- When Wanda and Jared go for medicine, no one tries to stop them - this suggests that the other humans trust Wanda more, but I think that the book was more realistic where some (like Maggie) maintained their assertion that Wanda was still the enemy and insisted she should not be allowed to leave (or later - return). It was a little too simple for her to get out with Jared and later return with him without anyone checking they were still human. I can see why this was skipped to save time and I don't think it makes a huge difference, it's just a little niggle.
- Other prominent seekers - in the book I don't remember much about any other seekers, but obviously in a film it is important to show The Seeker and her efforts to locate Mel which of course do involve other seekers she works with. Generally done well.
- Mel and Jamie's dad killed himself - in the book he was taken over and led the seekers back to Mel and Jamie but they got away. I had wondered whether this would be significant in any other books as he could potentially be a returning character, but as he killed himself rather than allow them to discover his children I assume this will not be an important story or Stephenie Meyer would have insisted on it staying true to the book.
- Meeting the other humans at the end in the city not the desert - I think that in the book the other humans had discovered one of their caches and had stayed to find the other humans but in this one they chase down the car and surround them in a road which appears to be close-ish to the city. This seems very unusual to me as surely this sort of behaviour would be too noticeable to the souls for any humans who have been smart enough to survive to partake in. I do like the ending, but I find it a little less convincing than meeting them in the desert. I also don't remember them using the term 'gone native' which I rather liked in the book, so was a bit disappointed by lack thereof.
Things they left out
- The comforter - In the book, Wanderer has a comforter (Kathy) who is basically like a counsellor, talking her through things, helping her to get used to life in a human body and discussing things with her about how it is to live as a human. This was a good way to show how the souls live. I think that in the film they did very well to portray the souls as they did given that the main souls you saw were seekers.
- The other planets they had taken over - the stories in the book about the different planets that Wanderer has been to are really interesting, but I can see that for time reasons they would need to be cut.
- The whole Kyle/Jodi/Sunny thing - I guess this is what made Kyle a slightly more notable character, but I can understand that it wasn't vital and would need to be cut for time. However, I do think that not mentioning that some humans have had souls in them too long and don't wake up when the soul is removed does make the ending (where Wanda is put into one of these bodies) seem like a bit of a deus ex machina, a very convenient thing to allow Wanda to stay on earth. Especially as they say that they've been removing souls for months and this body didn't wake up without saying any others didn't. However, I do like that she was just a body that didn't wake up and that they didn't go and pick her like they did in the book (which I find a bit weird).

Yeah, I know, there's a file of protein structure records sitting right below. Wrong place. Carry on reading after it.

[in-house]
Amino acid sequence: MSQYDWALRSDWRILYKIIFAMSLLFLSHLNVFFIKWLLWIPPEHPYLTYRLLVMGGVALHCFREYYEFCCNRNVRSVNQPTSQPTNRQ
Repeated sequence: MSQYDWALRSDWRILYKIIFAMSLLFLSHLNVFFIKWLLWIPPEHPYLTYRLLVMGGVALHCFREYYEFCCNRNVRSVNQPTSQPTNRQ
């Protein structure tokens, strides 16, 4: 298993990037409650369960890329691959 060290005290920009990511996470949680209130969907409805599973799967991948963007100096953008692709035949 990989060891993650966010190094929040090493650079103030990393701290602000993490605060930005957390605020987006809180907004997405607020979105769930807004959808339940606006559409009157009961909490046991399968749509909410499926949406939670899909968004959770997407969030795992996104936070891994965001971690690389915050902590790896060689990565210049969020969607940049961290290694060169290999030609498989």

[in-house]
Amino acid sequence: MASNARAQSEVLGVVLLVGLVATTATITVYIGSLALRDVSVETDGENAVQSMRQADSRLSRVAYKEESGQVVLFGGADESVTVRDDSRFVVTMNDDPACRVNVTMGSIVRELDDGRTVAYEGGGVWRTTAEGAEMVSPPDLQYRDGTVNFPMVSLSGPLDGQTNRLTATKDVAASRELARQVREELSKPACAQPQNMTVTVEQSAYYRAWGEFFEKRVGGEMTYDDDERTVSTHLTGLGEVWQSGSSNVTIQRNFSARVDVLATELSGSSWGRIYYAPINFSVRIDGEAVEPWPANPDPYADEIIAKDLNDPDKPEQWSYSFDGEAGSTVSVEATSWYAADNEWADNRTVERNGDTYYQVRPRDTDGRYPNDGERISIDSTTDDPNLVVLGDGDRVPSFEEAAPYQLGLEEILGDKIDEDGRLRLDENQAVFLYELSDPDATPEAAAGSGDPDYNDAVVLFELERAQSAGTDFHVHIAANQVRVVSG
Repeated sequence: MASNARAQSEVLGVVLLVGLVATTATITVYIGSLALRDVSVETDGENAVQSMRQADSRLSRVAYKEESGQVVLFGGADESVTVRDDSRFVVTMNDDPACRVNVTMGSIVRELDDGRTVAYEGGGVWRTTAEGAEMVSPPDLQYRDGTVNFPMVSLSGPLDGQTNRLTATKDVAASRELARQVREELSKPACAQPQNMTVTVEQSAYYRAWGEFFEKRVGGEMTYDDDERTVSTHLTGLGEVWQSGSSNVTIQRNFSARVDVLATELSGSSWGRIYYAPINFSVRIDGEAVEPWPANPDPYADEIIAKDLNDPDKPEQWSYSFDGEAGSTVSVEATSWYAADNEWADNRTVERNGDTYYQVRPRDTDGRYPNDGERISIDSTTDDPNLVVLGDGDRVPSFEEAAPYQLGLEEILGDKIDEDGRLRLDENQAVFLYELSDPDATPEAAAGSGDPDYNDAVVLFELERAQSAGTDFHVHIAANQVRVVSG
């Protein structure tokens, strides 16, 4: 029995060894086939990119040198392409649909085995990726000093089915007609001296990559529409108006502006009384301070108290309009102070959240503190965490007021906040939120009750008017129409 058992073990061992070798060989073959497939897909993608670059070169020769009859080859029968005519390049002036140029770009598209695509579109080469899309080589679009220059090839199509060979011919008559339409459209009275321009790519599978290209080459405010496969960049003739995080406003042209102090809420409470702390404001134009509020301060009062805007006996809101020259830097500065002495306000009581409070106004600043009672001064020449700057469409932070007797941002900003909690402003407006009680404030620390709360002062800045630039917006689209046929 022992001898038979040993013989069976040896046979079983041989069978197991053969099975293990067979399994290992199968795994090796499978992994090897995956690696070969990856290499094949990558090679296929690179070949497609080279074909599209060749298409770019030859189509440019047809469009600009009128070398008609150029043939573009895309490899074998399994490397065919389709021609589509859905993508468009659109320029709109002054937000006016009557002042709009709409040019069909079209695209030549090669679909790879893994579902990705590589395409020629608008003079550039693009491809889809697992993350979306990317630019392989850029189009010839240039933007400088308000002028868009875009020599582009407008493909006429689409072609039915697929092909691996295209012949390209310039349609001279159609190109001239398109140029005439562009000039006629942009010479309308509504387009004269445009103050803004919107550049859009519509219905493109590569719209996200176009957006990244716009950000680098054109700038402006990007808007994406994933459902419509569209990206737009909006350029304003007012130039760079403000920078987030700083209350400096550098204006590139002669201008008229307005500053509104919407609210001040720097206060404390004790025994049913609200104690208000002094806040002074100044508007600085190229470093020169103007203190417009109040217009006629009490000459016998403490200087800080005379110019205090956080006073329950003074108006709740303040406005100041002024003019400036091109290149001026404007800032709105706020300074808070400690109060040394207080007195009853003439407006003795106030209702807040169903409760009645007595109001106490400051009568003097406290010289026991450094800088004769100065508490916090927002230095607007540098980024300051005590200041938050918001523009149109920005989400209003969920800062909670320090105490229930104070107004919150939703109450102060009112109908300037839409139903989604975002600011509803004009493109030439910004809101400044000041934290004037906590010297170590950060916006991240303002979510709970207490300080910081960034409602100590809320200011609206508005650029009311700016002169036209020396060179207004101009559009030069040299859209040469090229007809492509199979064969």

- Getting to know other people in the community - I know that it's a film, and there are time constraints, and I do think they did well with the end film, but I do miss some of the little side stories mentioned in the book. The relationship between Lily and Wes, seeing more of how the people worked, lived and played together and how the community survived in this way.
- A quote I liked:
“You know whats really twisted?" - IanI thought this was a great quote, one that showed Ian's changing perspective of Wanda/Mel.
“What?” - Jared
“I feel guilty - guilty as hell - watching her flinch away from us. Seeing the black marks on her neck.” - Ian
”You can’t let it get to you like that. It’s not human. Don’t forget that." - Jared
”Just because she isn’t human, do you think that she doesn’t feel pain? That she doesn’t feel like a girl who’s been beaten - beaten by us?" - Ian
I was surprised by the fact that I was much more interested in the relationship between Ian and Wanda than the one between Melanie and Jared. In the book, Melanie's love for Jared is such a strong theme and the memories of him are so emotionally driven that I found myself very attached to their relationship, however in the film, despite loving the flashbacks showing their relationship beginning, I think that Ian and Wanda's connection was much more engaging. The overall portrayal of the love triangle/rectangle between Jared, Mel/Wanda and Ian was done very well.
Basically, in short, there was nothing I really disliked about this film, I missed a few things from the books but all of them were understandable cuts. I think that the people involved in making this film did an excellent job and I will be buying it when it comes out on DVD. Also will probably re-read it in the near future.
It has been suggested that this may become a trilogy of books, which I would not be adverse to. I think it makes a nice stand alone book/film but if Stephenie Meyer can make two more books which are just as good as the first then I would certainly be happy to read them! (And potentially watch them, if they are made into films).
Lastly, I love the song from the credits - enjoy!